Times Mouthful review

THE TIMES
Kate Maltby

Ever munched on a dry cricket? Turns out they’re tangy: imagine a spicy Marmite Twiglet crumbling between your teeth. As the earth’s population heads towards nine billion by 2050, we’re struggling to work out how to feed them: soaring oil prices, pushing up the cost of farming, haven’t helped. In response, Metta Theatre have commissioned six plays — and an insectile interlude — to explore the human impact of food scarcity. Poppy Burton-Morgan’s punchy production pulls out all the stops, (yes, even entomophagical bar snacks) to confront us with the science of what we eat, but it’sMouthful’s essential humanity that ensures the impact lingers.

This is a major project. Playwrights as diffuse as Neil LaBute and Clare Bayley have each worked with a senior scientist to examine a separate sub-strand of the food crisis. Vitally, William Reynold’s slick, textured design anchors the resulting playlets in a single aesthetic, a primary colour variation for each. This is the modern and elemental world at once, dry, terracotta earth beneath our feet, iPhone-esque screen lining the back wall.

On an ancient theme of earth as nurse and graveyard, Pedro Miguel Rozo’s Organica kicks us off to a strong start with the tale of Ruth (an articulate Alisha Bailey), the optimistic organics enthusiast who finds her Colombian toy farm holds a dark secret. Not everything that follows so deftly avoids Malthusian agitprop: Bola Agbaje’s Chocolate opens with a riotous take on a woman squeezing into skinny jeans, but descends into a Socratic dialogue on sugar addiction and the cocoa trade, minus Socrates.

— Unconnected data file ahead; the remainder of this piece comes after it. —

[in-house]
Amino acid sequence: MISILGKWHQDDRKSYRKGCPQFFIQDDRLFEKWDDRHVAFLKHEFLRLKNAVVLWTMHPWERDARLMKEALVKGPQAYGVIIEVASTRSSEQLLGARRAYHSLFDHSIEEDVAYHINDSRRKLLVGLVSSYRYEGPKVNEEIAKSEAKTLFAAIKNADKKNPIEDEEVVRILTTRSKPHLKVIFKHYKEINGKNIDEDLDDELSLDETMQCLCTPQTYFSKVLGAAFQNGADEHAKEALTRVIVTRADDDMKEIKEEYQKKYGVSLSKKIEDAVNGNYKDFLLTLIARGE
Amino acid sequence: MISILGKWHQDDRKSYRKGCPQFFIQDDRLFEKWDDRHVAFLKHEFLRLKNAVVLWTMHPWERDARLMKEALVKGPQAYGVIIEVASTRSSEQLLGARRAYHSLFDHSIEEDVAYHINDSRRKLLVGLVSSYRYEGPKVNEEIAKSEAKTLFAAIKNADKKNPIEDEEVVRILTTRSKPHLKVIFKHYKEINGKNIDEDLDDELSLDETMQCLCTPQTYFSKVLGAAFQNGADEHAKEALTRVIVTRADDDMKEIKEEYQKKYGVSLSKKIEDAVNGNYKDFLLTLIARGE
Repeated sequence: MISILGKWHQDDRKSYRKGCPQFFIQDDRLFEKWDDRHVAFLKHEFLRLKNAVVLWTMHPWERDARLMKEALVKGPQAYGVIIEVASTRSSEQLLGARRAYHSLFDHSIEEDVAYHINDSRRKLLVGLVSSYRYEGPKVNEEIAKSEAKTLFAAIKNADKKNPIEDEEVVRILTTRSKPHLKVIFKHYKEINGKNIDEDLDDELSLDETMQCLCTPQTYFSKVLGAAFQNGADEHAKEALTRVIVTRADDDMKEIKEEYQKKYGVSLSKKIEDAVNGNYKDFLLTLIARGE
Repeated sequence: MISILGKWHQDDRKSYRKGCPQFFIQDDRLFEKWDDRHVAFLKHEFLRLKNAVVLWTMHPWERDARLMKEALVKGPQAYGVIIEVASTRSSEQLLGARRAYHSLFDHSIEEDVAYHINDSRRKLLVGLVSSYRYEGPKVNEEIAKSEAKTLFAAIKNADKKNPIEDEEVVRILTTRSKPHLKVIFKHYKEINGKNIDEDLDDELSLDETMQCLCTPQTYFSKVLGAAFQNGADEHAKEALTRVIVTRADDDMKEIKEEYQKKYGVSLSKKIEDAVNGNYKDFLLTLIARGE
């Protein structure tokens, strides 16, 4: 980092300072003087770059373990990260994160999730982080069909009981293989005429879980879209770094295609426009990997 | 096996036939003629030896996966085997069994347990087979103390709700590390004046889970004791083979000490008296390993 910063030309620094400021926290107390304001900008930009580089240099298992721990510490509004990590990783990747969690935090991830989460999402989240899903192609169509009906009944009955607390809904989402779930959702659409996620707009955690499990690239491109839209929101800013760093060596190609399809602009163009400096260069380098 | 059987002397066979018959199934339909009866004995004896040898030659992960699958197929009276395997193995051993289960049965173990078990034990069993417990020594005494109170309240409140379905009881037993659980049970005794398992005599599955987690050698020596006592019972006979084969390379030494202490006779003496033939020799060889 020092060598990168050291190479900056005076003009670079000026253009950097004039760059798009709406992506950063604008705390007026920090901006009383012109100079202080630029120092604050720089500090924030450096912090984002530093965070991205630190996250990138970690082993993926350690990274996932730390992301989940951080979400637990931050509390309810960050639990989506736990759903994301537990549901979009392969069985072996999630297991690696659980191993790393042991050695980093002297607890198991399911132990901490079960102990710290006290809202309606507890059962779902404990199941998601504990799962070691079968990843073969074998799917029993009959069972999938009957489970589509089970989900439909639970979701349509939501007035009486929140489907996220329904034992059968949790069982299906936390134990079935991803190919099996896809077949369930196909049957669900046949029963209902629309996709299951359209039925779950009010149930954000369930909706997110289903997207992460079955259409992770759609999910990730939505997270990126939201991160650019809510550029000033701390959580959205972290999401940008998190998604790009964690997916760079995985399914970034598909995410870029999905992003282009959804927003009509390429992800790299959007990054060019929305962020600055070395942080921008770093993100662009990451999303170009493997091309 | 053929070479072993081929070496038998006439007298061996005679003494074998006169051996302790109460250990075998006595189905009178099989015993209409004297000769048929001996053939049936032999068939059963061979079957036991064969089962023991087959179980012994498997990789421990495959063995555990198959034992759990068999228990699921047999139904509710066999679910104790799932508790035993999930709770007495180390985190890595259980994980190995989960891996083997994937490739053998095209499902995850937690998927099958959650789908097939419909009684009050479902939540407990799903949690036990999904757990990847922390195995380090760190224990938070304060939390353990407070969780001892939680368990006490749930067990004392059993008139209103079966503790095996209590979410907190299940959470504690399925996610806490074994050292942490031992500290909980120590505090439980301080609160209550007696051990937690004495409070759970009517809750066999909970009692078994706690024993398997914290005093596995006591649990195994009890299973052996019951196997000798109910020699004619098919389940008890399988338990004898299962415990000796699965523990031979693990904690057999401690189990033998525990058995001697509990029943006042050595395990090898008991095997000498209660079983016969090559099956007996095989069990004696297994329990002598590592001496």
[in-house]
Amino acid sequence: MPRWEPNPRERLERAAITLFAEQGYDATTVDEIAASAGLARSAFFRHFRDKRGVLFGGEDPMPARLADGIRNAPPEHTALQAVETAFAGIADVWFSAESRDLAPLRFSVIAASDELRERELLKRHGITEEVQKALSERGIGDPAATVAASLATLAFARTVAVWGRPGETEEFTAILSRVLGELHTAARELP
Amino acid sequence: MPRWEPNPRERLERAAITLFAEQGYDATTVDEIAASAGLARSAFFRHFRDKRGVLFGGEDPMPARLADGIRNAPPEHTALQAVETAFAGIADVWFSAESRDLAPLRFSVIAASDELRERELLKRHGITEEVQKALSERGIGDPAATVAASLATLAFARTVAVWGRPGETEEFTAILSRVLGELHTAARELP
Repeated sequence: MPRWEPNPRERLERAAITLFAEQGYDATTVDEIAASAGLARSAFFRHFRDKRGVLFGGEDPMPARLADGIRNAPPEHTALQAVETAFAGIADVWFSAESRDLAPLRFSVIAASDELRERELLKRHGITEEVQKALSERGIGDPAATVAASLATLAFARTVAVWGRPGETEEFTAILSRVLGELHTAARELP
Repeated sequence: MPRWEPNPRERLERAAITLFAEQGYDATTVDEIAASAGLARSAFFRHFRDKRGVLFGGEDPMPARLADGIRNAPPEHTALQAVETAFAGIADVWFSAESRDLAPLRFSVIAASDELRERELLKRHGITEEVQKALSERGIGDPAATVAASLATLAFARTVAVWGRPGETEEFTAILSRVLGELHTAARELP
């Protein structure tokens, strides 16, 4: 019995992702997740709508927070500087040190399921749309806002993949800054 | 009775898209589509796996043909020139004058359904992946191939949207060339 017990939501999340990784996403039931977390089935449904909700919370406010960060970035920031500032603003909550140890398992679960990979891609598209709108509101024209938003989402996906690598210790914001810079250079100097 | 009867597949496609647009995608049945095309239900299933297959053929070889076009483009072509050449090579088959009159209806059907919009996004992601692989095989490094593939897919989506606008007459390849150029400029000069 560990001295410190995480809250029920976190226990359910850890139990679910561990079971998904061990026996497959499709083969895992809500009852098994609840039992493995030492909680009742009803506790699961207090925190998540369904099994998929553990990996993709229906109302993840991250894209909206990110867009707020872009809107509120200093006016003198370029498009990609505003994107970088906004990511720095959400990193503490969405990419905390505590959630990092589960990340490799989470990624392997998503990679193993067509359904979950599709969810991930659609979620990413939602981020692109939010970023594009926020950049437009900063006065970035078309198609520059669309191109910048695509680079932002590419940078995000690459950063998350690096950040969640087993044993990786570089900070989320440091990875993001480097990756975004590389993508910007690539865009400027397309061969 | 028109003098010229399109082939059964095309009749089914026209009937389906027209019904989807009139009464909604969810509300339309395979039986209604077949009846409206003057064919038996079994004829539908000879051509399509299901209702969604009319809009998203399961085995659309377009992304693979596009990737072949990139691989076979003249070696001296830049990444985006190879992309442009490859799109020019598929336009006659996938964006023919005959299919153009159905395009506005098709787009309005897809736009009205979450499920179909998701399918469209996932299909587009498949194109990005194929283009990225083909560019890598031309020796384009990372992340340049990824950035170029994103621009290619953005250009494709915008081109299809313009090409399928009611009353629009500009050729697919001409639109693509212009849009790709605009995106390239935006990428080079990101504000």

Lydia Adetunji’s Bread on the Table is a similarly simplistic crib of wheat commodities trading. But next up, Bayley’s The Protectors is a knock-out, five-star dystopia reminiscent of Lucy Prebble or Zinnie Harris at their most promising: a vision of resistance in a world in which corporate food interests have eradicated natural vegetables. Heartbreaking.

Elsewhere, Tim Jackson’s ever-snappy choreography gives zest to dancing ants in tight red pants; LaBute, as ever, makes water shortage the excuse for uncomfortably effective sexual sadism in his16 PoundsTurned, by Inua Ellams, has to be seen to be believed. Make sure you do.

Box office: 0844 8717632 to Oct 3

Advertisements